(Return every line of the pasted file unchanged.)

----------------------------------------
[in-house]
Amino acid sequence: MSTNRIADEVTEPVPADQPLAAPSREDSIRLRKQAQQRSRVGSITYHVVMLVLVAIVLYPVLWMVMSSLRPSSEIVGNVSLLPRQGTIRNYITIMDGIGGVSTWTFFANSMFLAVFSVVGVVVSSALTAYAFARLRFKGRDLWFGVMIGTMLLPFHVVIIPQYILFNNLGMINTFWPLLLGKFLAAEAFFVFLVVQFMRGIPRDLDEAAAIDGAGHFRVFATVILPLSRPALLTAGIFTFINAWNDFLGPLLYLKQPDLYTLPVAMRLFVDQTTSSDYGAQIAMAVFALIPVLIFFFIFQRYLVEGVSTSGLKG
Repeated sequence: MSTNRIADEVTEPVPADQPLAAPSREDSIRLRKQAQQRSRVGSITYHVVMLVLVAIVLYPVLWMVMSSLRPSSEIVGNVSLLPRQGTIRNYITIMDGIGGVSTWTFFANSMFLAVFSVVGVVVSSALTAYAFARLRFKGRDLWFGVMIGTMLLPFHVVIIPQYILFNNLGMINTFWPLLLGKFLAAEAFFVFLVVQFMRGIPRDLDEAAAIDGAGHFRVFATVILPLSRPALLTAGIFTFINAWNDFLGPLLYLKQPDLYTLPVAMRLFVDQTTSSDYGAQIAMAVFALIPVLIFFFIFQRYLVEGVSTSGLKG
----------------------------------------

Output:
[in-house]
Amino acid sequence: MSTNRIADEVTEPVPADQPLAAPSREDSIRLRKQAQQRSRVGSITYHVVMLVLVAIVLYPVLWMVMSSLRPSSEIVGNVSLLPRQGTIRNYITIMDGIGGVSTWTFFANSMFLAVFSVVGVVVSSALTAYAFARLRFKGRDLWFGVMIGTMLLPFHVVIIPQYILFNNLGMINTFWPLLLGKFLAAEAFFVFLVVQFMRGIPRDLDEAAAIDGAGHFRVFATVILPLSRPALLTAGIFTFINAWNDFLGPLLYLKQPDLYTLPVAMRLFVDQTTSSDYGAQIAMAVFALIPVLIFFFIFQRYLVEGVSTSGLKG
Repeated sequence: MSTNRIADEVTEPVPADQPLAAPSREDSIRLRKQAQQRSRVGSITYHVVMLVLVAIVLYPVLWMVMSSLRPSSEIVGNVSLLPRQGTIRNYITIMDGIGGVSTWTFFANSMFLAVFSVVGVVVSSALTAYAFARLRFKGRDLWFGVMIGTMLLPFHVVIIPQYILFNNLGMINTFWPLLLGKFLAAEAFFVFLVVQFMRGIPRDLDEAAAIDGAGHFRVFATVILPLSRPALLTAGIFTFINAWNDFLGPLLYLKQPDLYTLPVAMRLFVDQTTSSDYGAQIAMAVFALIPVLIFFFIFQRYLVEGVSTSGLKG